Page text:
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ICRC statement at the World Conference against Racism: Non-Discrimination and Armed Conflict

03-09-2001 Statement

Durban, South Africa, August 31-September 7, 2001. Address by Francis Amar

Mr.(or Madam) Chairperson,

Thank you for giving me the floor.

Allow me to say at the outset how pleased and honored I am to address the Third World Conference against Racism, Racial Discrimination, Xenophobia and Related Intolerance on behalf of the International Committee of the Red Cross and to also extend my appreciation to the Government and people of South Africa for hosting it. My statement will focus on non-discrimination and international humanitarian law and outline ICRC's interest and involvement in preparations for the World Conference.

Based on our humanitarian work worldwide, and as guardian of international humanitarian law, we, too, are aware that racism, racial discrimination, xenophobia and related intolerance are not just problems that individual nations and the international community need to address in peacetime, but just as importantly, in situations of armed conflict. As a number of recent and ongoing conflicts around the world clearly show, the inequality or exclusion of peoples, groups and individuals is one of the root causes of conflict and, very often, one of its consequences.

The principle of non-discrimination underlies all of international humanitarian law , the primary aims of which are to protect the victims of armed conflict and to limit the means and methods of warfare. Historically, it was the need to provide aid to wounded and sick combatants on a non-discriminatory basis that motivated Henry Dunant, the f ounder of the ICRC, to spearhead efforts to draft the first international humanitarian law treaty, the Geneva Convention of 1864. While that Convention provided that there should be no discrimination among combatants based on their nationality, the four Geneva Conventions of 1949 and their two Additional Protocols of 1977 greatly expanded the categories of persons who are protected, and made the enumeration of the prohibited grounds of discrimination non-exhaustive.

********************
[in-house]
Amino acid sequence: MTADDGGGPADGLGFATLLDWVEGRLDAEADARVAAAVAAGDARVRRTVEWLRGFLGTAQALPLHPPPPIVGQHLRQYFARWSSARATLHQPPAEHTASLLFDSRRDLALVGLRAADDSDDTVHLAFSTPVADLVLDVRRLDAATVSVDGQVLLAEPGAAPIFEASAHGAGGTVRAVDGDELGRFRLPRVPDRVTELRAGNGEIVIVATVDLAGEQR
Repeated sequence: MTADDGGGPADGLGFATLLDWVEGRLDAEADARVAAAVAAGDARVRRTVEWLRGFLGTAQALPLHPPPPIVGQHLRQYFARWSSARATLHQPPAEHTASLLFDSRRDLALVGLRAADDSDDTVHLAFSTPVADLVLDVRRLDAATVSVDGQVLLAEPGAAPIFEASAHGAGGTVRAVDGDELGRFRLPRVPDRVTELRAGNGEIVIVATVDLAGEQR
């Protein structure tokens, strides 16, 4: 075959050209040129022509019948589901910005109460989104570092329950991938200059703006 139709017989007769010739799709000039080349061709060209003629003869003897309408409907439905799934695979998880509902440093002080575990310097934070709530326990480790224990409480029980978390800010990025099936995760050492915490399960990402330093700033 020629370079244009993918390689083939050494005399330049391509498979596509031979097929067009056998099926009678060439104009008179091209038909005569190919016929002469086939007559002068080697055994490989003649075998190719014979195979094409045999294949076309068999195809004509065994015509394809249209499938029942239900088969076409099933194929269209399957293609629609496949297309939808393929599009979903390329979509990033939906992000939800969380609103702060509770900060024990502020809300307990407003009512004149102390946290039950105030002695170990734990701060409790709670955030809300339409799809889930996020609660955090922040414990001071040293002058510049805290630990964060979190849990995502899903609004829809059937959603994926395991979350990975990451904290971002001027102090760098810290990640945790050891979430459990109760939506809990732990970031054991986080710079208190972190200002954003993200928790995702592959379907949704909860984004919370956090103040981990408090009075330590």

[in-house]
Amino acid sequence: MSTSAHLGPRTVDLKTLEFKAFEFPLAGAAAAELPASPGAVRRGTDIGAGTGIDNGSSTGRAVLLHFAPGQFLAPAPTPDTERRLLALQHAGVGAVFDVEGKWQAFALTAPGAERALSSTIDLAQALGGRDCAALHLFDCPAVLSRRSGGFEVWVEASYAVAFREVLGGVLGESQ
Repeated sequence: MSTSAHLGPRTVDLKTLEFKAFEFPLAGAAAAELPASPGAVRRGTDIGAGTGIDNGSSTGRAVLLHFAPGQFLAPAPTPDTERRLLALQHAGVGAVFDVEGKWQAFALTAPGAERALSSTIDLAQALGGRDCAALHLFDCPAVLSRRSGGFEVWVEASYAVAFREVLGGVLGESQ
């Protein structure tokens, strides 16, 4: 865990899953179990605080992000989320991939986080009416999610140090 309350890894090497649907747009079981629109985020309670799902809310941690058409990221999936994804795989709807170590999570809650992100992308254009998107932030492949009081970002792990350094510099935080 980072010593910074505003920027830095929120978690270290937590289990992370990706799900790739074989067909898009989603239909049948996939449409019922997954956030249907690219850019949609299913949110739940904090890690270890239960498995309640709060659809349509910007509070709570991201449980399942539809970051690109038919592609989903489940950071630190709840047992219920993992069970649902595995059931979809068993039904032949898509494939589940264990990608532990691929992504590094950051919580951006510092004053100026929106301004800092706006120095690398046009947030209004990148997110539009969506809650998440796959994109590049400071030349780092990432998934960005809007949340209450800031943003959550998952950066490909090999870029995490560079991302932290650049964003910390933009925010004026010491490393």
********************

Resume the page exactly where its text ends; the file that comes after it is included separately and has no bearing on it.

Contemporary humanitarian law prohibits discrimination in many specific rules binding on parties to both international and non-international armed conflicts. Thus, article 3 common to the Geneva Conventions applicable in non-international armed conflict - which is the prevalent type of armed conflict today - provides that persons taking no active part in hostilities and those placed hors de combat must in all circumstances be treated humanely, " without any adverse distinction founded on race, colour, religion or faith, sex, birth or wealth or any similar criteria " . Common article 3, which reflects customary international law and has been recognized as an " elementary consideration of humanity " , is further elaborated in Additonal Protocol II to the Geneva Conventions.

Many rules governing international armed conflicts also prohibit discrimination. It should be noted, for example, that " practices of apartheid and other inhuman and degrading practices involving outrages upon personal dignity, based on racial discrimination " constitute a grave breach of Additional Protocol I to the Geneva Conventions. The principle of non-discrimination is thus a basic tenet not only of international human rights law, but also of international humanitarian law, obliging parties to an armed conflict to treat victims without distinctions of any kind save those based on the urgency and specificity of their needs. To this end, international humanitarian law contains numerous provisions aimed at the special protection of women and children who may be affected by an armed conflict.